Publications by authors named "Gideon Hartman"

10 Publications

  • Page 1 of 1

Climate stability and societal decline on the margins of the Byzantine empire in the Negev Desert.

Sci Rep 2020 01 30;10(1):1512. Epub 2020 Jan 30.

Zinman Institute of Archaeology, University of Haifa, 199 Aba-Hushi Avenue, Haifa, 3498838, Israel.

Understanding past human settlement of inhospitable regions is one of the most intriguing puzzles in archaeological research, with implications for more sustainable use of marginal regions today. During the Byzantine period in the 4 century CE, large settlements were established in the arid region of the Negev Desert, Israel, but it remains unclear why it did so, and why the settlements were abandoned three centuries later. Previous theories proposed that the Negev was a "green desert" in the early 1 millennium CE, and that the Byzantine Empire withdrew from this region due to a dramatic climatic downturn. In the absence of a local climate archive correlated to the Byzantine/Early Islamic transition, testing this theory has proven challenging. We use stable isotopic indicators of animal dietary and mobility patterns to assess the extent of the vegetative cover in the desert. By doing so, we aim to detect possible climatic fluctuations that may have led to the abandonment of the Byzantine settlements. The findings show that the Negev Desert was not greener during the time period under investigation than it is today and that the composition of the animals' diets, as well as their grazing mobility patterns, remained unchanged through the Byzantine/Early Islamic transition. Favoring a non-climatic explanation, we propose instead that the abandonment of the Negev Byzantine settlements was motivated by restructuring of the Empire's territorial priorities.
View Article and Find Full Text PDF

Download full-text PDF

Source
http://dx.doi.org/10.1038/s41598-020-58360-5DOI Listing
http://www.ncbi.nlm.nih.gov/pmc/articles/PMC6992700PMC
January 2020

Geochemical Evidence for the Control of Fire by Middle Palaeolithic Hominins.

Sci Rep 2019 10 25;9(1):15368. Epub 2019 Oct 25.

Department of Anthropology, University of Connecticut, Storrs, CT, USA.

The use of fire played an important role in the social and technological development of the genus Homo. Most archaeologists agree that this was a multi-stage process, beginning with the exploitation of natural fires and ending with the ability to create fire from scratch. Some have argued that in the Middle Palaeolithic (MP) hominin fire use was limited by the availability of fire in the landscape. Here, we present a record of the abundance of polycyclic aromatic hydrocarbons (PAHs), organic compounds that are produced during the combustion of organic material, from Lusakert Cave, a MP site in Armenia. We find no correlation between the abundance of light PAHs (3-4 rings), which are a major component of wildfire PAH emissions and are shown to disperse widely during fire events, and heavy PAHs (5-6 rings), which are a major component of particulate emissions of burned wood. Instead, we find heavy PAHs correlate with MP artifact density at the site. Given that hPAH abundance correlates with occupation intensity rather than lPAH abundance, we argue that MP hominins were able to control fire and utilize it regardless of the variability of fires in the environment. Together with other studies on MP fire use, these results suggest that the ability of hominins to manipulate fire independent of exploitation of wildfires was spatially variable in the MP and may have developed multiple times in the genus Homo.
View Article and Find Full Text PDF

Download full-text PDF

Source
http://dx.doi.org/10.1038/s41598-019-51433-0DOI Listing
http://www.ncbi.nlm.nih.gov/pmc/articles/PMC6814844PMC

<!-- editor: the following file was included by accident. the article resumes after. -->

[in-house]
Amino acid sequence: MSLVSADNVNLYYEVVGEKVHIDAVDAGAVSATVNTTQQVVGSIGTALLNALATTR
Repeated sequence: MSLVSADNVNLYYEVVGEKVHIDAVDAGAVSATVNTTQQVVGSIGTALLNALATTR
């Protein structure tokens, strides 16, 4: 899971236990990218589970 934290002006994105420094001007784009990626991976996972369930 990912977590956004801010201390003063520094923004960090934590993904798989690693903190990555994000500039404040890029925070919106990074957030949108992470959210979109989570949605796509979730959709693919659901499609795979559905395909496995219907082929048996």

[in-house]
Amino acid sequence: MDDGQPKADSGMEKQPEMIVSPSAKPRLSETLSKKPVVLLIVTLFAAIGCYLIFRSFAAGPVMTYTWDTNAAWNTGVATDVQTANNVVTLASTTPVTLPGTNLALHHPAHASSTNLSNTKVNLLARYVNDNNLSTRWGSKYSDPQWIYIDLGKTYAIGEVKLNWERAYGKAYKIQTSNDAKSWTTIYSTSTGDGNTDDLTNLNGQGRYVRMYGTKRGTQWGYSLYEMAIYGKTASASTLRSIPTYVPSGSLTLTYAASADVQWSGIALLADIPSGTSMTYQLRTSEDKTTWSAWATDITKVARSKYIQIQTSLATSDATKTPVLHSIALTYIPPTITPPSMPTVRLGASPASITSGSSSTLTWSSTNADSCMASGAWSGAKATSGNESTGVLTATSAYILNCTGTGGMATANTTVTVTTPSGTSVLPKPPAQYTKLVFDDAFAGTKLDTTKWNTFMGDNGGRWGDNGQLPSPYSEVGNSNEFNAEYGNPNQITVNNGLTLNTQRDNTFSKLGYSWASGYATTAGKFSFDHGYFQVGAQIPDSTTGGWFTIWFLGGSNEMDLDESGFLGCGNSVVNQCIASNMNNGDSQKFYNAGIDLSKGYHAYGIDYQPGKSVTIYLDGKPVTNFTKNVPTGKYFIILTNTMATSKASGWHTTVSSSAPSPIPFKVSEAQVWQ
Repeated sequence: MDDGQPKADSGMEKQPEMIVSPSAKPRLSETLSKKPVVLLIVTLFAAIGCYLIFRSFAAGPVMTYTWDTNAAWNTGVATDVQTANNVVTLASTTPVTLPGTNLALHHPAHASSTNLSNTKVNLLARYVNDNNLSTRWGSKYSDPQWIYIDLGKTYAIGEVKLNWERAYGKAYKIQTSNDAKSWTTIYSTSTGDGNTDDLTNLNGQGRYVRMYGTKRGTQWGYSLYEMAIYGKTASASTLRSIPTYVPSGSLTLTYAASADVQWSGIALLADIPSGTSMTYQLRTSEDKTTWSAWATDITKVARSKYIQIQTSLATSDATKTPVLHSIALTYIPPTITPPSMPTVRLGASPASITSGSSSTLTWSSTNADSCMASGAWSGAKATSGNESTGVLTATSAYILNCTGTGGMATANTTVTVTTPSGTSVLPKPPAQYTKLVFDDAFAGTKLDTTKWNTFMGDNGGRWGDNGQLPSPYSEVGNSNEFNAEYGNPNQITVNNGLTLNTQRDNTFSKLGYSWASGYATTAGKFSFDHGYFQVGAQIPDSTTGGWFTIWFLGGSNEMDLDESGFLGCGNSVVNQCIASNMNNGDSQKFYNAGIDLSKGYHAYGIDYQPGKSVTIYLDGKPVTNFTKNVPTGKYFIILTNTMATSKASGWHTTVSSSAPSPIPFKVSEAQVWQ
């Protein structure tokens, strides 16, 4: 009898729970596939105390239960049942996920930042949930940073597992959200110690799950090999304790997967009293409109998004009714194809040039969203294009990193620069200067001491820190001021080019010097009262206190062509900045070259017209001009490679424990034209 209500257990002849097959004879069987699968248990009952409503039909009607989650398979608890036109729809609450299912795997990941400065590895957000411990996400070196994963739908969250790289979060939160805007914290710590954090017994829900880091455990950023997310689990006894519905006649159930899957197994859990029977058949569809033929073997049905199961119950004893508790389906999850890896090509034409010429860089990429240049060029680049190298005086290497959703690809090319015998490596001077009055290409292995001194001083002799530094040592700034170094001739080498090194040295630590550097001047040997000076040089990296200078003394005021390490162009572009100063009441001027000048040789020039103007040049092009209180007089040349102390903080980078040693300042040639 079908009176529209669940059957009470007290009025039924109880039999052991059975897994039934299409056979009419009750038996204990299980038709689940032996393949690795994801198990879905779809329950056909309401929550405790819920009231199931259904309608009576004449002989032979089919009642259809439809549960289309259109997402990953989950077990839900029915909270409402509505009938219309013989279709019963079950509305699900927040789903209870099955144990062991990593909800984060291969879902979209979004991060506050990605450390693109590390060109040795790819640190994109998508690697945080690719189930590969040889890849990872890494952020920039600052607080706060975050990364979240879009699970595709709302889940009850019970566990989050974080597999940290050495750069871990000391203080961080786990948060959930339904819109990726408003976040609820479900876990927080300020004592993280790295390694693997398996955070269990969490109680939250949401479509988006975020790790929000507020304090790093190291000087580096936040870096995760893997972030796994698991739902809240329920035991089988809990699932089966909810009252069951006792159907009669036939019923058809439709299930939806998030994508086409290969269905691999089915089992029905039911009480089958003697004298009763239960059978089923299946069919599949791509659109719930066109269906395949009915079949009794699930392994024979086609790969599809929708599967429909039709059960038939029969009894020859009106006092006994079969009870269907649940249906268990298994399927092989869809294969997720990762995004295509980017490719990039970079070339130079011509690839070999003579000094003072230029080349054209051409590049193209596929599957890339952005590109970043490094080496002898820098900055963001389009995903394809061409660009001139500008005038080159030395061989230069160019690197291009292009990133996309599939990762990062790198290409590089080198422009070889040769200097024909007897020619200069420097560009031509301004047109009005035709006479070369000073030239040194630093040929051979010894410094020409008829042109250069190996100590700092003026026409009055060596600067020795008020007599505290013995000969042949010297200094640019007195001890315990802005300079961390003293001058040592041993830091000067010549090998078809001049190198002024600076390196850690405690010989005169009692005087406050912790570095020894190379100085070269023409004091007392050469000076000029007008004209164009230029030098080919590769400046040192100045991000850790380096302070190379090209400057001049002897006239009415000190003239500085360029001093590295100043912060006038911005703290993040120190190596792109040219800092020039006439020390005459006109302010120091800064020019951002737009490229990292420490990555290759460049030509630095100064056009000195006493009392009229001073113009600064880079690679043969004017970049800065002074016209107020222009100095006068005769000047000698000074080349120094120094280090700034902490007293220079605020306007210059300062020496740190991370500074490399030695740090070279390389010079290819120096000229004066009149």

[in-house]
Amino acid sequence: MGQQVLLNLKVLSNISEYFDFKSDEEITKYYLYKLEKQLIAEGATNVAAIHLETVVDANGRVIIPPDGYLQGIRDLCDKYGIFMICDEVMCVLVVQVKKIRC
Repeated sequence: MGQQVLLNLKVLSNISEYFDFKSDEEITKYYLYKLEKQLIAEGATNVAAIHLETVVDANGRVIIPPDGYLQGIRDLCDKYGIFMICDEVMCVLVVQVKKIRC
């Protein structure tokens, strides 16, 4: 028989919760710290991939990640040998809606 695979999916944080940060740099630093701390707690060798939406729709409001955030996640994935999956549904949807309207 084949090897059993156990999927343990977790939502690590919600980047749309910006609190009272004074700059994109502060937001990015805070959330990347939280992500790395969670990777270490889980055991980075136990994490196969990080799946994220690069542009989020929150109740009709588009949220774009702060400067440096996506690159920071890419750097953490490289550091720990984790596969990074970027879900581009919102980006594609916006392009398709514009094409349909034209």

October 2019

Isotopic Evidence for Early Trade in Animals between Old Kingdom Egypt and Canaan.

PLoS One 2016 20;11(6):e0157650. Epub 2016 Jun 20.

Bar-Ilan University, Department of Land of Israel Studies and Archaeology, Ramat Gan, Israel.

Isotope data from a sacrificial ass and several ovicaprines (sheep/goat) from Early Bronze Age household deposits at Tell es-Safi/Gath, Israel provide direct evidence for the movement of domestic draught/draft and husbandry animals between Old Kingdom Egypt (during the time of the Pyramids) and Early Bronze Age III Canaan (ca. 2900-2500 BCE). Vacillating, bi-directional connections between Egypt and Canaan are known throughout the Early Bronze Age, but here we provide the first concrete evidence of early trade in animals from Egypt to Canaan.
View Article and Find Full Text PDF

Download full-text PDF

Source
http://journals.plos.org/plosone/article?id=10.1371/journal.pone.0157650PLOS
http://www.ncbi.nlm.nih.gov/pmc/articles/PMC4913912PMC
July 2017

Hunted gazelles evidence cooling, but not drying, during the Younger Dryas in the southern Levant.

Proc Natl Acad Sci U S A 2016 Apr 28;113(15):3997-4002. Epub 2016 Mar 28.

Department of Anthropology, University of Connecticut, Storrs, CT 06269;

The climatic downturn known globally as the Younger Dryas (YD; ∼12,900-11,500 BP) has frequently been cited as a prime mover of agricultural origins and has thus inspired enthusiastic debate over its local impact. This study presents seasonal climatic data from the southern Levant obtained from the sequential sampling of gazelle tooth carbonates from the Early and Late Natufian archaeological sites of Hayonim and Hilazon Tachtit Caves (western Galilee, Israel). Our results challenge the entrenched model that assumes that warm temperatures and high precipitation are synonymous with climatic amelioration and cold and wet conditions are combined in climatic downturns. Enamel carbon isotope values from teeth of human-hunted gazelle dating before and during the YD provide a proxy measure for water availability during plant growth. They reveal that although the YD was cooler, it was not drier than the preceding Bølling-Allerød. In addition, the magnitude of the seasonal curve constructed from oxygen isotopes is significantly dampened during the YD, indicating that cooling was most pronounced in the growing season. Cool temperatures likely affected the productivity of staple wild cereal resources. We hypothesize that human groups responded by shifting settlement strategies-increasing population mobility and perhaps moving to the warmer Jordan Valley where wild cereals were more productive and stable.